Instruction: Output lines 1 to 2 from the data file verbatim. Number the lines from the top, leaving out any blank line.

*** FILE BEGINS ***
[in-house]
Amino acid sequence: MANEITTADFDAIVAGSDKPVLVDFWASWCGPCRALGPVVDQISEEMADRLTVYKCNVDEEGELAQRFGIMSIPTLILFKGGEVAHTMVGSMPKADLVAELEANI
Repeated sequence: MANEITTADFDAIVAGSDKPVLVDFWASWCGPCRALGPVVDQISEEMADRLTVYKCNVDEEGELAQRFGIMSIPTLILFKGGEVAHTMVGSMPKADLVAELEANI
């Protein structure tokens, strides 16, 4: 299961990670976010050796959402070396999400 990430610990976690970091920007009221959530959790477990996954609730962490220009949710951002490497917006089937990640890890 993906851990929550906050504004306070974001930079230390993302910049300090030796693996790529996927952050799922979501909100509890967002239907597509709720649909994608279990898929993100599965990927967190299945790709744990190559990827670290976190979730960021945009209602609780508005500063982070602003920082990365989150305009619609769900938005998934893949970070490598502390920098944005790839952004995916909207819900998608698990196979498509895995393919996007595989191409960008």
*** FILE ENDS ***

[in-house]
Amino acid sequence: MANEITTADFDAIVAGSDKPVLVDFWASWCGPCRALGPVVDQISEEMADRLTVYKCNVDEEGELAQRFGIMSIPTLILFKGGEVAHTMVGSMPKADLVAELEANI